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Full-Text Articles in Political Science

An Empirical Analysis Of The Association Between Types Of Interventions And Civil War Onset, Melinda Mellott Jan 2015

An Empirical Analysis Of The Association Between Types Of Interventions And Civil War Onset, Melinda Mellott

Electronic Theses and Dissertations

Quantitative studies have focused on economics, social structures, and lack of political freedoms as being elemental factors for civil war onset. However, these studies have neglected the possibility of a civil war being an unintended consequence of international military intervention. I conduct an empirical analysis of the association between military intervention and civil war onset by collecting data for twenty countries within the Middle East/North African regions from 1980 to 2000. Using the International Military Intervention data set, I categorized “international intervention” into nine different types, all of which were regressed with intrastate war data derived from the Correlates ...


Reconciling Ex Ante Expectations With The Ex Post Reality: A Look At The Effectiveness Of Third-Party Diplomatic Interventions In Civil Wars, Matthew Benchimol Jan 2015

Reconciling Ex Ante Expectations With The Ex Post Reality: A Look At The Effectiveness Of Third-Party Diplomatic Interventions In Civil Wars, Matthew Benchimol

Electronic Theses and Dissertations

Research has begun to focus on the role third-party diplomatic intervention plays in the length of civil conflicts. Diplomatic interventions by a third-party actor are assumed to help resolve or alleviate violence over time. Is this really the case? Hypotheses relating to these aspects of civil wars are proposed to test this long-standing assumption. This thesis uses statistical analysis to observe the relationship between diplomatic interventions and civil war duration and then observe the relationship between duration and civil war violence. The data incorporates approximately 150 civil wars from 1945 to 1999, 101 of which had outside interventions. This thesis ...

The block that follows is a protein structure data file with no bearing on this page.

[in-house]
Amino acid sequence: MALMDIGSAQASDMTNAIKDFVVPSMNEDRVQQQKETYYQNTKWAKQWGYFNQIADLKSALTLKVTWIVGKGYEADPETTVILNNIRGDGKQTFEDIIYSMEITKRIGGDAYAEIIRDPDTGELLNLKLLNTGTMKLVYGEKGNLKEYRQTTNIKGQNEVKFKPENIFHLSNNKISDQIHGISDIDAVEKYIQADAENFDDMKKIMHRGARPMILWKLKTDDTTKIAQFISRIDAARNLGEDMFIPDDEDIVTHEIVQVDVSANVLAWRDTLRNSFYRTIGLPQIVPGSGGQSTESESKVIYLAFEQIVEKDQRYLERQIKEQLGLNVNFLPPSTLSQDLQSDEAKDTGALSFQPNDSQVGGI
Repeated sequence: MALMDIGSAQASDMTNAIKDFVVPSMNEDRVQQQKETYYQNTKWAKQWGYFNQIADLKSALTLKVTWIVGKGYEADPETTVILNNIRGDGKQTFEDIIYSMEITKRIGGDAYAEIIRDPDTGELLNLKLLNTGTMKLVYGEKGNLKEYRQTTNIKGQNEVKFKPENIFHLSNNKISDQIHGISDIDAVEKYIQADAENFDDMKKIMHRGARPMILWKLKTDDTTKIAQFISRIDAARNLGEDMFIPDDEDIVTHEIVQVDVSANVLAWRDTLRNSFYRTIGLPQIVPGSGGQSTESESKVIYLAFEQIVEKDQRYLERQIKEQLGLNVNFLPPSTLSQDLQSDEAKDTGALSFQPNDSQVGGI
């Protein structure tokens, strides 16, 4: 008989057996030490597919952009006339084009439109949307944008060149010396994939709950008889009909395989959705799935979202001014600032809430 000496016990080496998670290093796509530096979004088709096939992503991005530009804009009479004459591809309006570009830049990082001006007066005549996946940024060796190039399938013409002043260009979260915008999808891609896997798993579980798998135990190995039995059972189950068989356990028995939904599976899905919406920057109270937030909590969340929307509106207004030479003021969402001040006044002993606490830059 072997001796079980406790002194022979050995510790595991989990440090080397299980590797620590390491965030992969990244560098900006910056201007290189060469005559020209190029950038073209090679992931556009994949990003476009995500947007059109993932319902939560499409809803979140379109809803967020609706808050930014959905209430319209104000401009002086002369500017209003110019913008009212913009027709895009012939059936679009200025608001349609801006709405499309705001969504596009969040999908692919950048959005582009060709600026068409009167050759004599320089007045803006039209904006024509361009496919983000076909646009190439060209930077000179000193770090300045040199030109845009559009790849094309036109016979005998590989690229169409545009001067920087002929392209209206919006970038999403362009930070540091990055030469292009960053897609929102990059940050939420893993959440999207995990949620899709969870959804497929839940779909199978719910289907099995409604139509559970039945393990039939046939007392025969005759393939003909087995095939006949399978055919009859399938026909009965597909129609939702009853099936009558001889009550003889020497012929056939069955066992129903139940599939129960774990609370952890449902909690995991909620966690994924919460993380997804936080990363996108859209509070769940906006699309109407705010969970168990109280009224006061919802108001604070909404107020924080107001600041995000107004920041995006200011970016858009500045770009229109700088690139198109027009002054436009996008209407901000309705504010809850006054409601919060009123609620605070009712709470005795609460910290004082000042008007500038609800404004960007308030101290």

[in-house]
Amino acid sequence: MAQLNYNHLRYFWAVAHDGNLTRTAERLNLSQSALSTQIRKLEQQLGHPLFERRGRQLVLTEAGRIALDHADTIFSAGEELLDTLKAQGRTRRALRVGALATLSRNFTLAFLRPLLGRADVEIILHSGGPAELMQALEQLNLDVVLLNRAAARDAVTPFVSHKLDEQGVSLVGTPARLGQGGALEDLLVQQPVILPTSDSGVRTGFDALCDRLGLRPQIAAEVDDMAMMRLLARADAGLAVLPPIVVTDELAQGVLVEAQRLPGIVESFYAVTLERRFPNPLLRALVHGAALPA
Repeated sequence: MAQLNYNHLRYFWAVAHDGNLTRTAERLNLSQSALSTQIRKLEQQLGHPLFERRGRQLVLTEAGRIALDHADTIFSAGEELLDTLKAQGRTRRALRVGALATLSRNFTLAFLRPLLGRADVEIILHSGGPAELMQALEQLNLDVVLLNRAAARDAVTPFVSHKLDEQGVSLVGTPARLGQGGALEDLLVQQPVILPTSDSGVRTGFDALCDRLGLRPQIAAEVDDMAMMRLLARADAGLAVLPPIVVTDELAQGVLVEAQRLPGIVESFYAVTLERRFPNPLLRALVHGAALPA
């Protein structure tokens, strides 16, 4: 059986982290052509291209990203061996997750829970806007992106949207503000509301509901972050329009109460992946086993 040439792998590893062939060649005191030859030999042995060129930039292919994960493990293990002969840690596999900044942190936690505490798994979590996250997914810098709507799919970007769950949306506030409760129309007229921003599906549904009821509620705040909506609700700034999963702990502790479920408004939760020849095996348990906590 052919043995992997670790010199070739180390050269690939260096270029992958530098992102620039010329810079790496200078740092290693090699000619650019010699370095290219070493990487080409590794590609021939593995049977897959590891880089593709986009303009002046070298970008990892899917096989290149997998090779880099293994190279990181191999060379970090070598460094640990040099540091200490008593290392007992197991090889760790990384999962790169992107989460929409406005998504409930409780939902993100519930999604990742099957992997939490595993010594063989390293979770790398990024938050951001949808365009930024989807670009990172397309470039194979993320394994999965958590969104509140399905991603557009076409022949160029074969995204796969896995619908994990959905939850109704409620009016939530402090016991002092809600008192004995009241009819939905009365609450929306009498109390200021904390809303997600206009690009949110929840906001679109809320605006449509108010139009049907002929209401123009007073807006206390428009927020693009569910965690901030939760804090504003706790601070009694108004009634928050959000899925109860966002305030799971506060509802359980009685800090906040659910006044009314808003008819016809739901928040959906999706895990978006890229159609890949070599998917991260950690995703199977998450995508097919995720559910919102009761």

How Much Is That War In The Window? An Investigation Into The Costs Of War, Spencer Miller Jan 2015

How Much Is That War In The Window? An Investigation Into The Costs Of War, Spencer Miller

Electronic Theses and Dissertations

This thesis examines the effects of war on a state's economy. The Liberal Theory of international relations maintains that there are costs to war in terms of trade; in line with this argument, many researchers have suggested that trading partners are less likely to war with each other out of a fear of disrupting their trade, which would in turn disrupt their economies. Due to issues of elasticity and substitution, however, overall trade may not significantly decline during war. Additionally, there are known economic costs of war, such as debt. If war truly does have costs, then, it must ...


Welcome To The Club: Igo Socialization And Dyadic Arms Transfers, Joseph Dimino Jan 2015

Welcome To The Club: Igo Socialization And Dyadic Arms Transfers, Joseph Dimino

Electronic Theses and Dissertations

This thesis examines whether intergovernmental organizations (IGOs) can socialize member states by testing the effect of shared IGO memberships on dyadic arms transfers. IGO socialization is one of many proposed causal mechanisms by which IGO memberships might reduce interstate conflict. This thesis argues that the institutional socialization hypothesis (ISH), which asserts that shared IGO memberships will lead to interest convergence between member states, uses an invalid conceptualization and measurement of socialization. Instead, socialization is re-conceptualized as increased trust between member states, and re-operationalized using dyadic arms transfers as a proxy for trust. The study uses linear regression with cross-sectional panel ...


A Generational Perspective On The Development Of The Political History Of Modern Iran, Gregory Mcdowall Jan 2015

A Generational Perspective On The Development Of The Political History Of Modern Iran, Gregory Mcdowall

Electronic Theses and Dissertations

Mark Twain once remarked, "History doesn't repeat itself, but it does rhyme." If such recurrences happen with some discernible periodicity it would support the view that society develops cyclically. Though still controversial, this perspective has found a home in the long wave cycle theories of economics and international relations. For decades, international relation theorists have argued over which factor has primarily driven the interstate system, but this paradigm transforms that debate into a query over which of them serves as the medium for carrying waves of social change, be it war, trade, class, or gender relations. William Strauss and ...